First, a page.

67 - Lidocaine for neural blockade  pp. 279-283

Lidocaine for neural blockade

By Mary Hanna Bekhit

Image View Previous Chapter Next Chapter

Lidocaine's chemical name is 2-(diethylamino)-N-(2,6-dimethylphenyl)ethanamide (IUPAC). Its other chemical names include: N-diethylaminoacetyl-2,6,xylidine hydrochloride, 2-(diethylamino)-N-(2,6-dimethylphenyl)acetamide, 2-diethylamino-2′,6′-acetoxylidide, and omega-diethylamino-2′,6′-dimethylacetanilide.Lidocaine is also known as lignocaine (former British Approved Name).

Its proprietary names include Akten, Xylocaine, Xylotox, Leostesin, EMLA, Rucaina, Isicaine, Lidoderm, Cuivasal, Duncaine, Sylestesin, Anestacon, Gravocain, Lidothesin, Xylocitin, and Xylestesin. Lidocaine in its generic form is manufactured by many different pharmaceutical companies worldwide.

Chemical structure/properties (Figure 67.1): lidocaine's aromatic group, a benzene ring, confers its lipophilic properties, and its tertiary amine group possesses hydrophilic properties. The two groups are linked by an amide bond. Lidocaine has a molecular weight of 234 g/mol, melting point of 68°C, and a pKa of 7.9. It is usually prepared as lidocaine hydrochloride, a white, odorless, crystalline powder.

Historical development

Lidocaine is the most widely used and first synthesized amide local anesthetic. Nils Lofgren, a Swedish chemist who later became a professor of organic chemistry at the University of Stockholm, synthesized the chemical in 1943 and named it xylocaine. His coworker Bengt Lundqvist first tested the chemical on himself via injection prior to marketing the drug in 1948.

Bauer LA . Applied Clinical Pharmacokinetics, 2nd ed. New York: McGraw Hill Professional Publishing, 2008, pp. 356–397.
Bernard JM , Macaire P . Dose-range effects of clonidine added to lidocaine for brachial plexus block. Anesthesiology 1997;2:277–284.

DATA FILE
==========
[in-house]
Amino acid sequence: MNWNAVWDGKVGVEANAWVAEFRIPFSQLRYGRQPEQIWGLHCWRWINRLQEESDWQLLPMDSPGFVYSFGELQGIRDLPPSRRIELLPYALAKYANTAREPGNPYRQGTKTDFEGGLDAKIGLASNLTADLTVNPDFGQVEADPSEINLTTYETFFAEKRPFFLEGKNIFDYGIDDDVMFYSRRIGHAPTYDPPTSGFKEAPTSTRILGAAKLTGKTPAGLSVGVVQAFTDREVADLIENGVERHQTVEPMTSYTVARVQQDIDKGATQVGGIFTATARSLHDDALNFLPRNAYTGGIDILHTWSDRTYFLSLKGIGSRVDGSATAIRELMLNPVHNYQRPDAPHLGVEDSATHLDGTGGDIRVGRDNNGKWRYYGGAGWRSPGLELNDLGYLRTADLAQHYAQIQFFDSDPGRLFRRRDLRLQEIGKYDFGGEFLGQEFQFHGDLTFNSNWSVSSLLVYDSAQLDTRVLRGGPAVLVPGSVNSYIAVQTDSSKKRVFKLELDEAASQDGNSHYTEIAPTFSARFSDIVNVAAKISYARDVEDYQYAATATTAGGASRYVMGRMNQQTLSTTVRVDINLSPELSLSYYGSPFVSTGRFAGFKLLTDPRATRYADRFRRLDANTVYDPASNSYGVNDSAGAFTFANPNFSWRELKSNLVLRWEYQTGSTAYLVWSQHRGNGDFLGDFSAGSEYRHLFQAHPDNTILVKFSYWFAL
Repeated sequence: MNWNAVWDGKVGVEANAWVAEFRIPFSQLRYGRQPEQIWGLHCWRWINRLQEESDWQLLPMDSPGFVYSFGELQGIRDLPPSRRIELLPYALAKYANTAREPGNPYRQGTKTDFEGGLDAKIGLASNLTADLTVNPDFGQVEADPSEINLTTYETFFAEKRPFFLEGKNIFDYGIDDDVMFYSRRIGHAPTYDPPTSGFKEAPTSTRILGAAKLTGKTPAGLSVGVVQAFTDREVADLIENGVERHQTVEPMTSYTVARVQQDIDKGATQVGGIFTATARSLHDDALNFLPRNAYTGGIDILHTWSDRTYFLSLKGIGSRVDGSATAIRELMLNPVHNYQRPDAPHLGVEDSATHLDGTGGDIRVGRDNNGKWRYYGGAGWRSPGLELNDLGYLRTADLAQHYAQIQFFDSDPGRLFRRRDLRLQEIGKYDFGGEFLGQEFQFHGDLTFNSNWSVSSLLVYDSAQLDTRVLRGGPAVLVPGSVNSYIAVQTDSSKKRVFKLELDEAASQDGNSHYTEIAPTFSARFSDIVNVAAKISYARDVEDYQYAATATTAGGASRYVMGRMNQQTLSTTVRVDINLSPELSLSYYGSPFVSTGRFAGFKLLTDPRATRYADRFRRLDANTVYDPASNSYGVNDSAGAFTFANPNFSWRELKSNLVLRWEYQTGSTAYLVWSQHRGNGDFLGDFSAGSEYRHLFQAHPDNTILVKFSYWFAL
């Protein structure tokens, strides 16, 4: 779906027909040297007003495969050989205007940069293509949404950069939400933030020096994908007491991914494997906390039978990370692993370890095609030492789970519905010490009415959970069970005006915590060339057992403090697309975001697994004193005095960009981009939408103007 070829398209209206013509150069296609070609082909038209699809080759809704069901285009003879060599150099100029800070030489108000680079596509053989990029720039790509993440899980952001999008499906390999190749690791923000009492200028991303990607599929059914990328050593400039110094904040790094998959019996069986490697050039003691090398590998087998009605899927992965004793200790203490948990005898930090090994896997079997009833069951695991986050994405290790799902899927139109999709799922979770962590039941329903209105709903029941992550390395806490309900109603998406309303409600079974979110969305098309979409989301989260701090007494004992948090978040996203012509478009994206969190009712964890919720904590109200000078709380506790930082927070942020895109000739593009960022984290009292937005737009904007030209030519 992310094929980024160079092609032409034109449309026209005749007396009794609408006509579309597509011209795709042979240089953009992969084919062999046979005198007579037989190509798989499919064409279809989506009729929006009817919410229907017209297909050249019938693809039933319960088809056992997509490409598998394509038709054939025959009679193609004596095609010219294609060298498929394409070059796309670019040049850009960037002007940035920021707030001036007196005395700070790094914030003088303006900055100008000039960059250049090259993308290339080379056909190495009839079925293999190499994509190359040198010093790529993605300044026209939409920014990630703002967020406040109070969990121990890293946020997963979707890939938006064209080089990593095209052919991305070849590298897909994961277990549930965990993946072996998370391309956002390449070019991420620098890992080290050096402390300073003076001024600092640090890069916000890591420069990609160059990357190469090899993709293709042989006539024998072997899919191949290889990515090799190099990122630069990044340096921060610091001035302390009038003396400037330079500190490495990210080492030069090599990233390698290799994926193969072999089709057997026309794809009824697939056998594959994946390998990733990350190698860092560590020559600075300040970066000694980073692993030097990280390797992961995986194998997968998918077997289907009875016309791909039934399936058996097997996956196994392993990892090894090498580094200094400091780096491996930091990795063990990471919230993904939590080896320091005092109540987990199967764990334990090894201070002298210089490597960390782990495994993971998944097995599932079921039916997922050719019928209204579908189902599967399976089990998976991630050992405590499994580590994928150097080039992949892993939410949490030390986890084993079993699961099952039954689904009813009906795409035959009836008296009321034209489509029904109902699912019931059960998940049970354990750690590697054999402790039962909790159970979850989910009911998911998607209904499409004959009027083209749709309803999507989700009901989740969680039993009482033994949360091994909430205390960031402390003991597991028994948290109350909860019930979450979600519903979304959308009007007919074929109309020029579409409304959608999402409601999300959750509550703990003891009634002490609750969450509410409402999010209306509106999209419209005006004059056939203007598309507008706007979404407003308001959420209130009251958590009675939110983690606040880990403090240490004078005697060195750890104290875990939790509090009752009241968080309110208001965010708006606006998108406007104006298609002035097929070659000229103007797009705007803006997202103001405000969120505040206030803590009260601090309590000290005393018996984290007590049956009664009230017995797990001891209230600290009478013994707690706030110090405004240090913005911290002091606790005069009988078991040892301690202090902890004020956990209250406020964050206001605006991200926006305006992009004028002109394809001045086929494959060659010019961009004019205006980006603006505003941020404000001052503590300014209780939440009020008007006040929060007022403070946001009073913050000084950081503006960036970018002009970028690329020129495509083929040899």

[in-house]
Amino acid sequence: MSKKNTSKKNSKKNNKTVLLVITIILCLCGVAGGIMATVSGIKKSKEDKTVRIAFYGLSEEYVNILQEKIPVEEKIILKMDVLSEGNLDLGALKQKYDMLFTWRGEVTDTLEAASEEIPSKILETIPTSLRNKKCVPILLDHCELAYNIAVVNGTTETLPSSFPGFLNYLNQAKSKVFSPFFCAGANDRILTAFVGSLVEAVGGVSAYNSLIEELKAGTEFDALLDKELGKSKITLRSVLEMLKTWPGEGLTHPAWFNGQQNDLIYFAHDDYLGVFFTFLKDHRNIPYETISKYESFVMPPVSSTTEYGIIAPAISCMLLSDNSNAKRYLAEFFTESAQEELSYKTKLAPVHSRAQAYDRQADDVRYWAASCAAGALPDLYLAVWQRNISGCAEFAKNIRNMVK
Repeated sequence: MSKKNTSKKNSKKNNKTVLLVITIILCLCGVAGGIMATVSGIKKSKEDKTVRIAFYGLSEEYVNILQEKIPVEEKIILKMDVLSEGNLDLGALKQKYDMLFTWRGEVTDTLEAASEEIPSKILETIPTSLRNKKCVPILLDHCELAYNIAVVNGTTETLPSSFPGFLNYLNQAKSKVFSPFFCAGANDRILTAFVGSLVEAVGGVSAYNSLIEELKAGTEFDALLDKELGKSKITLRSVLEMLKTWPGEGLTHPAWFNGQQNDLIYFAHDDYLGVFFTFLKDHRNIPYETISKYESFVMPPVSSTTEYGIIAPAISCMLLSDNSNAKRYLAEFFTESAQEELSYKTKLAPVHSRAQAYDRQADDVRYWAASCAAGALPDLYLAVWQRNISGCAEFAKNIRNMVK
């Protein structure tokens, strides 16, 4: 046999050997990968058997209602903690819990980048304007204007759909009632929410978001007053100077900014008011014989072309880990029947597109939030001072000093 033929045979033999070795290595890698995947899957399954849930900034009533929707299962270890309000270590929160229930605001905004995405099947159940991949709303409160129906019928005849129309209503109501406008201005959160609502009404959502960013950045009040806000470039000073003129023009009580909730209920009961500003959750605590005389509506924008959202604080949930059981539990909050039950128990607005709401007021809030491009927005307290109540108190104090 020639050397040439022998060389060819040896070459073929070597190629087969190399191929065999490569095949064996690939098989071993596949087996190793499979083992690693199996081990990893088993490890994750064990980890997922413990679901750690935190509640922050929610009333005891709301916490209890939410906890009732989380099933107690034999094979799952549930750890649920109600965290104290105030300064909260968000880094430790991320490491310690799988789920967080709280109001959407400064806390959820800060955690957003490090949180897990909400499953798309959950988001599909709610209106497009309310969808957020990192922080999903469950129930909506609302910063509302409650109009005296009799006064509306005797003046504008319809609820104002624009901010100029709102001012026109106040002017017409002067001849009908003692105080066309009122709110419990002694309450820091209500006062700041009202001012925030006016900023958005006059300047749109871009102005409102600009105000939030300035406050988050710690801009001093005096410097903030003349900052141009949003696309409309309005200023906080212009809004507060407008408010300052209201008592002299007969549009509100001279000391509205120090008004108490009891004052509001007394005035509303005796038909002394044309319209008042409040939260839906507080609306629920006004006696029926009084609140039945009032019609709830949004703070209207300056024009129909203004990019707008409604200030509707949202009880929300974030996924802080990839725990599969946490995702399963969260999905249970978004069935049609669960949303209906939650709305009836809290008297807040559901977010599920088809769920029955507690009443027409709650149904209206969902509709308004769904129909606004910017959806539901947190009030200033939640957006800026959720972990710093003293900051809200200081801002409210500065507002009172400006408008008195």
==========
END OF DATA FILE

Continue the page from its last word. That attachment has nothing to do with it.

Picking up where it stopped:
Cuvillon P , Nouvellon E , Ripart J , Boyer JC , Dehour L , Mahamat A , L'hermite J , Boisson C , Vialles N , Lefrant JY , de La Coussaye JE . A comparison of the pharmacodynamics and pharmacokinetics of bupivacaine, ropivacaine (with epinephrine) and their equal volume mixtures with lidocaine used for femoral and sciatic nerve blocks: a double-blind randomized study. Anesth Analg 2009;108(2):641–649.
Gawronska-Szklarz B , Zarzycki M , Musial HD , Pudlo A , Loniewski I , Drozdzik M . Lidocaine pharmacokinetics in postmenopausal women on hormone therapy. Menopause 2006;13(5):793–798.
Gissen AJ , Covino BG , Gregus J . Differential sensitivities of mammalian nerve fibers to local anesthetic agents. Anesthesiology 1980; 53:467–474.
Hersh EV . In Fonseca RJ , ed. Oral and Maxillofacial Surgery: Local Anesthetics. Elsevier Health Sciences, 2000, pp. 58–78.
Jaffe RA , Rowe MA . Differential nerve block: direct measurements on individual myelinated and unmyelinated dorsal root axons. Anesthesiology 1996;84:1455–1464.
Mama KR , Steffey EP . In Adams HR , ed. Veterinary Pharmacology and Therapeutics: Local Anesthetics, 8th ed, Blackwell, 2001, pp. 343–359.
Movafegh A , Razazian M , Hajimaohamadi F , Meysamie A . Dexamethasone added to lidocaine prolongs axillary brachial plexus blockade. Anesth Analg 2006;102(1):263–267.
Pratap JN , Shankar RK , Goroszeniuk T . Co-injection of clonidine prolongs the anesthetic effect of lidocaine skin infiltration by a peripheral action. Anesth Analg 2007;104:982–983.
Sakai T , Tomiyasu S , Yamada H , Ono T , Sumikawa K . Quantitative and selective evaluation of differential sensory nerve block after transdermal lidocaine. Anesth Analg 2004;98:248–251.
Tasaki, I . Nervous Transmission. Springfield: CC Thomas, 1953.
Wang JS , Backman JT , Taavitsainen P , Neuvonen PJ , Kivistö KT . Involvement of CYP1A2 and CYP3A4 in lidocaine N-deethylation and 3-hydroxylation in humans. Drug Metab Dispos 2000;28(8):959–695.
Wildsmith JAW , Brown DT , Paul D , Johnson S . Structure-activity relationships in differential nerve block at high and low frequency stimulation. Br J Anaesth 1989;63:444–452.